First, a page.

No shit we should. So even those of us who aren’t Indian can see Alex and go “Wow, what a cool girl!” Or we can look at one of the numerous other characters of color on the show, or the white ones! We can identify with anyone! Who knew?
If there’s any fail, it’s that the show is still picking up steam as far as its secondary characters of color, both in developing backstory and understanding how race informs the way they navigate through the world, because they were clearly written as raceless (read: white, because their characters didn’t have to think about race if they chose not to), and then casting or corporate or whoever insisted that they audition all types of people. But I will take that and let them learn how to write better than for them to write a “black character” and throw in a gang past or a Latina character and make her oversexed and give her a ridiculous accent. Grey’s Anatomy casted colorblind and then wrote in parents, microaggressions, religious traditions, and off-hand comments that spoke to what the characters became after the roles were filled with people of color. Quantico is gradually getting better at that, and I’m willing to give it the benefit of the slow start. It might have started with painting white characters brown, but they’ve given Alex a backstory set in India that’s not just some ridiculous immigration story, they do well making Nimah and Raina regular humans whose faith and ethnic background seem appropriately utilized by the FBI while not being the only thing about them.
But my favorite of the two is Crazy Ex-Girlfriend. It’s the multicultural, looks-like-the-real-world, musical comedy series that Glee could have been were it not so didactic and horrible and as formulaic with its theses as a five-paragraph middle school essay. This show is adorable, first of all, and the fact that the original music makes fun of itself and of musical genres, changing all the time, is fantastic. It’s not just covers, it’s not just trendy mashups (SO TIRED OF MASHUPS).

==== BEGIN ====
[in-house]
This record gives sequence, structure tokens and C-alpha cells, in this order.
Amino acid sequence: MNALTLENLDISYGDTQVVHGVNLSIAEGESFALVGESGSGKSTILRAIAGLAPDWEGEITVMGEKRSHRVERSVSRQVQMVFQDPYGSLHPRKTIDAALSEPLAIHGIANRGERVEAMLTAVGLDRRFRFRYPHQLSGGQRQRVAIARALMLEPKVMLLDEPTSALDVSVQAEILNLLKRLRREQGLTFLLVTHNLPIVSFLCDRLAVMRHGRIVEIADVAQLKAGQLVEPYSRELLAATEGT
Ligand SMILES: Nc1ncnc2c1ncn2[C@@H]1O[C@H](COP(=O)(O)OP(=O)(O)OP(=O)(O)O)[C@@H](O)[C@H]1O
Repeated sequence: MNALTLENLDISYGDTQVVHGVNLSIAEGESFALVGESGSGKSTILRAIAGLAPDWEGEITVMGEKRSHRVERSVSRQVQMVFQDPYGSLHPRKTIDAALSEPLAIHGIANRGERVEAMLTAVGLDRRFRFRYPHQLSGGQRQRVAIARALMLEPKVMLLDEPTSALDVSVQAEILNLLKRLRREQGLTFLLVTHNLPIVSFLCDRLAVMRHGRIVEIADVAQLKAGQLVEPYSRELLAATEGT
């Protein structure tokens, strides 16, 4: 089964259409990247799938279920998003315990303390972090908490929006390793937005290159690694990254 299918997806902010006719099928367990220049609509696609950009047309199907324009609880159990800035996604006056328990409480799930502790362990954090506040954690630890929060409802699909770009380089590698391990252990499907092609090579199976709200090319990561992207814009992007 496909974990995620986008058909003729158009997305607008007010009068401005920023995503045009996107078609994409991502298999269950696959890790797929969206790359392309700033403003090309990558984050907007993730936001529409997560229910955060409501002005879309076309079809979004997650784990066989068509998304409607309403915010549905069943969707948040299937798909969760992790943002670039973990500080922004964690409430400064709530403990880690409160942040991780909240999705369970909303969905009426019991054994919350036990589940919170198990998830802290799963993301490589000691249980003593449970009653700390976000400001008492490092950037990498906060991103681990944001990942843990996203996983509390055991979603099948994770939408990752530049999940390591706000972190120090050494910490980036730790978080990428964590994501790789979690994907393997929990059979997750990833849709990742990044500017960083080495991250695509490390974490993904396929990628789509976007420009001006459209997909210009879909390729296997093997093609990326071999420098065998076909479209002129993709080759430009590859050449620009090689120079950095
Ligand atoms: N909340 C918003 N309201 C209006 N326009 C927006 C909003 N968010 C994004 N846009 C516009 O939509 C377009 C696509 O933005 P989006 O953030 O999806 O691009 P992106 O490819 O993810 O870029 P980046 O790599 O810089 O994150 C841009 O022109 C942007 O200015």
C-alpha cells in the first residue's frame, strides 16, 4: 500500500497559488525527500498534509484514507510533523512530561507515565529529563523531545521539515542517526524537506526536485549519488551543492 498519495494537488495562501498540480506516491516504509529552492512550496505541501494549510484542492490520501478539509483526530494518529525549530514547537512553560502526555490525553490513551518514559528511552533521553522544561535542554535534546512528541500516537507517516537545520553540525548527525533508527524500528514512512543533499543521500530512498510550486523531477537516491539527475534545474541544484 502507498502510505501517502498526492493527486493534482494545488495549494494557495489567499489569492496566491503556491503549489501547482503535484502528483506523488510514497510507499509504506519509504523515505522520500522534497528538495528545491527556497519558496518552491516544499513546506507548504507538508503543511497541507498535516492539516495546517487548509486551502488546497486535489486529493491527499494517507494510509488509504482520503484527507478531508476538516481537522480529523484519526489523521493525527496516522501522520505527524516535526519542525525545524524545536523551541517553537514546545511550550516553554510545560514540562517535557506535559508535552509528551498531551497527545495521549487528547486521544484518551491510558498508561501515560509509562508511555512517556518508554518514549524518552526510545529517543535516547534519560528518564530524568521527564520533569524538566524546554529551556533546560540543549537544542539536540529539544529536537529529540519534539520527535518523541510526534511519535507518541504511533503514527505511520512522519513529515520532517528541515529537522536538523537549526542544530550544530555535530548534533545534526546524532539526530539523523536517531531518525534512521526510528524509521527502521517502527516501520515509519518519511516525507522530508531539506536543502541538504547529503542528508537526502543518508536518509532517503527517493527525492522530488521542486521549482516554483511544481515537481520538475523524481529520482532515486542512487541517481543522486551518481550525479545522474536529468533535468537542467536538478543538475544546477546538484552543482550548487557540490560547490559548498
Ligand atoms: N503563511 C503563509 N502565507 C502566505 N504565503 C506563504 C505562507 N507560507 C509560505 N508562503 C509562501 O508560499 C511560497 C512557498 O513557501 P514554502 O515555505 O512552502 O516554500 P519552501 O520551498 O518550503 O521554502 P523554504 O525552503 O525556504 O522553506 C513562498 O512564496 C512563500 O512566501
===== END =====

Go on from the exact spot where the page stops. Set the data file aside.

If you haven’t seen it, start at the beginning (the music is the best there). (You can also look up the synopsis yourself because I don’t really care to put that here.)
The best part is that it takes place in West Covina, California, which is just your average landlocked southern Cali place, and the main characters and the supporting cast look like California – that is to say, mainly a combination of white, Asian, and Latinx people. There are a few black people, of course, but it mainly seems to be a good facsimile of California’s demographics overall. Of the main cast, we have Rachel and Paula, who are white; Josh, who is Filipino; Greg, who is Latinx (though the actor is actually Italian/Portuguese/Spanish); Valencia, who is Mexican. In the supporting cast, we have a bunch of people of different colors, because that’s how the world looks, so I’m absolutely certain that they’re doing colorblind casting and that the more important thing is that people can sing if their role has music attached to it.